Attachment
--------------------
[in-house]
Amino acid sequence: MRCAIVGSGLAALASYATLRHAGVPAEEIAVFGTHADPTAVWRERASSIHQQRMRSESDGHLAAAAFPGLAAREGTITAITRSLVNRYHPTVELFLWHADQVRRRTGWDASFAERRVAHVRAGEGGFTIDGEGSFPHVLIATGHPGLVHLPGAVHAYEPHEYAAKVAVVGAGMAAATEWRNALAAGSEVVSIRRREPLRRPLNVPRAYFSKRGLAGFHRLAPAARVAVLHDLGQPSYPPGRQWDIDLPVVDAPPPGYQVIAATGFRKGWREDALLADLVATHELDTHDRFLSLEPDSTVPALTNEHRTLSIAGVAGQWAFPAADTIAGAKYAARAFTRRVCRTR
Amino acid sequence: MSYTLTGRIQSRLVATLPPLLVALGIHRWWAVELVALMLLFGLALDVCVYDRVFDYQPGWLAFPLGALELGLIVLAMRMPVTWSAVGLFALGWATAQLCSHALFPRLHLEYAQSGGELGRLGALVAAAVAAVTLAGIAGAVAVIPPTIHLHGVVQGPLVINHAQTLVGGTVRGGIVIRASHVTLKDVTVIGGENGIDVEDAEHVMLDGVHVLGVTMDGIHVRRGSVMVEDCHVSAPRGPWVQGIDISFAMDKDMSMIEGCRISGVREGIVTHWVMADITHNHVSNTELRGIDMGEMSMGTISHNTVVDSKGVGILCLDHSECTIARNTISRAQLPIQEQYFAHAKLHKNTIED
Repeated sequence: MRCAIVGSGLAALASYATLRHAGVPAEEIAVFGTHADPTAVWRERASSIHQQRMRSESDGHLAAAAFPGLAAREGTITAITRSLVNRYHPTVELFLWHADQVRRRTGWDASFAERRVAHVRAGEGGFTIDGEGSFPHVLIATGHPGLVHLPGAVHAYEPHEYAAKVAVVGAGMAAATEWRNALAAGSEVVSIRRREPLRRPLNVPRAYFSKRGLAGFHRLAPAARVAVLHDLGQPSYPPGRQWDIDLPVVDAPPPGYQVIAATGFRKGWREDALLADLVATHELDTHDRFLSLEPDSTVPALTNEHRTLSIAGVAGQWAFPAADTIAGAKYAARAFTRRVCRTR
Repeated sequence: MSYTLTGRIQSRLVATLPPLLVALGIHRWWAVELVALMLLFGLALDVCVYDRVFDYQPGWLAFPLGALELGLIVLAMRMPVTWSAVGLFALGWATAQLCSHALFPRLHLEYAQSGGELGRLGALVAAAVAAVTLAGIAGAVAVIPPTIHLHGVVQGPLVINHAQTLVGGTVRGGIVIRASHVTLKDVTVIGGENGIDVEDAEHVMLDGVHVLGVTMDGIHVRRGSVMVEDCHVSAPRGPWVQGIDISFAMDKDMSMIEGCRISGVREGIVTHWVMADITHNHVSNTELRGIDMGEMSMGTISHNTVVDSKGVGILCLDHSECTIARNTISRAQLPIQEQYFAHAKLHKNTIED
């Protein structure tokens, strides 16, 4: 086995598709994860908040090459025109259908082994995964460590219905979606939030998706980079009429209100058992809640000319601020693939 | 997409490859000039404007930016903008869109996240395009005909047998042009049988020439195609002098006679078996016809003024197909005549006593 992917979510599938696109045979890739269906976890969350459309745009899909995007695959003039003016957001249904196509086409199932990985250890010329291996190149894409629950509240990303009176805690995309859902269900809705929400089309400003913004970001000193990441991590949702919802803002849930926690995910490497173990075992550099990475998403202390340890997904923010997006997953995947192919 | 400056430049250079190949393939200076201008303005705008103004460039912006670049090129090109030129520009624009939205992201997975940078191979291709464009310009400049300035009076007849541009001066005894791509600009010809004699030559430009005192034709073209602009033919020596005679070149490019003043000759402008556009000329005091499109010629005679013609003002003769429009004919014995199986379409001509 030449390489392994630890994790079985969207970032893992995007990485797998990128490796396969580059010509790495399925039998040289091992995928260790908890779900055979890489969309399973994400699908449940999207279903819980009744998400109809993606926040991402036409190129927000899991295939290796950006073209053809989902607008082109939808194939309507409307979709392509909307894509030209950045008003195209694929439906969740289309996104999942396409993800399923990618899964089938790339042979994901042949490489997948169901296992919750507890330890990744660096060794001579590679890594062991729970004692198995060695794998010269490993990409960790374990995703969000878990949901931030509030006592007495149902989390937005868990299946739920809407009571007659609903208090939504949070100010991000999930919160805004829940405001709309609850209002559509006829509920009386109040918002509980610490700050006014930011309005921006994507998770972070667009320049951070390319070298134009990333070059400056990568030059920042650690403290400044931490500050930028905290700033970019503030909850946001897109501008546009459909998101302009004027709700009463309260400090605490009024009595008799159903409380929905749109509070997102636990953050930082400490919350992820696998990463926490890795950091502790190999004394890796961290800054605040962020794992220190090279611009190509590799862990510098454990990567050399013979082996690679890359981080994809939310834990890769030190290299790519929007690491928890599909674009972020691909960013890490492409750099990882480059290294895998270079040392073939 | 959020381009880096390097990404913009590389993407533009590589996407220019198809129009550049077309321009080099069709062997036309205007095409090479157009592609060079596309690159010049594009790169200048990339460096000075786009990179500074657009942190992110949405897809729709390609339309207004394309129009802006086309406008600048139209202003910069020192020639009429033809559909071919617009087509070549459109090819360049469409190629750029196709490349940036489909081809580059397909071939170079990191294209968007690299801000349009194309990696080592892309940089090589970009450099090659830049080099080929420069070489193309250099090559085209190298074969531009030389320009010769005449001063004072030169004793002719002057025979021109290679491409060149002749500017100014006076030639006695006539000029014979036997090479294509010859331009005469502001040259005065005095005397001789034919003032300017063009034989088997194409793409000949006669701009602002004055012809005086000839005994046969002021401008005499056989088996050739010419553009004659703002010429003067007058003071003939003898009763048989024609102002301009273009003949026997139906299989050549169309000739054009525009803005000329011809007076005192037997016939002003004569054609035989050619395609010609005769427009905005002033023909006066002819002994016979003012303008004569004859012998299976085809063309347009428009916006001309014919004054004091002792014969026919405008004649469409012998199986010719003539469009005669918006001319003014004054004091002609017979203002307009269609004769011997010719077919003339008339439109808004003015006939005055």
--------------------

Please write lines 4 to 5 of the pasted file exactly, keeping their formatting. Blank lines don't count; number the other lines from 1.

Repeated sequence: MRCAIVGSGLAALASYATLRHAGVPAEEIAVFGTHADPTAVWRERASSIHQQRMRSESDGHLAAAAFPGLAAREGTITAITRSLVNRYHPTVELFLWHADQVRRRTGWDASFAERRVAHVRAGEGGFTIDGEGSFPHVLIATGHPGLVHLPGAVHAYEPHEYAAKVAVVGAGMAAATEWRNALAAGSEVVSIRRREPLRRPLNVPRAYFSKRGLAGFHRLAPAARVAVLHDLGQPSYPPGRQWDIDLPVVDAPPPGYQVIAATGFRKGWREDALLADLVATHELDTHDRFLSLEPDSTVPALTNEHRTLSIAGVAGQWAFPAADTIAGAKYAARAFTRRVCRTR
Repeated sequence: MSYTLTGRIQSRLVATLPPLLVALGIHRWWAVELVALMLLFGLALDVCVYDRVFDYQPGWLAFPLGALELGLIVLAMRMPVTWSAVGLFALGWATAQLCSHALFPRLHLEYAQSGGELGRLGALVAAAVAAVTLAGIAGAVAVIPPTIHLHGVVQGPLVINHAQTLVGGTVRGGIVIRASHVTLKDVTVIGGENGIDVEDAEHVMLDGVHVLGVTMDGIHVRRGSVMVEDCHVSAPRGPWVQGIDISFAMDKDMSMIEGCRISGVREGIVTHWVMADITHNHVSNTELRGIDMGEMSMGTISHNTVVDSKGVGILCLDHSECTIARNTISRAQLPIQEQYFAHAKLHKNTIED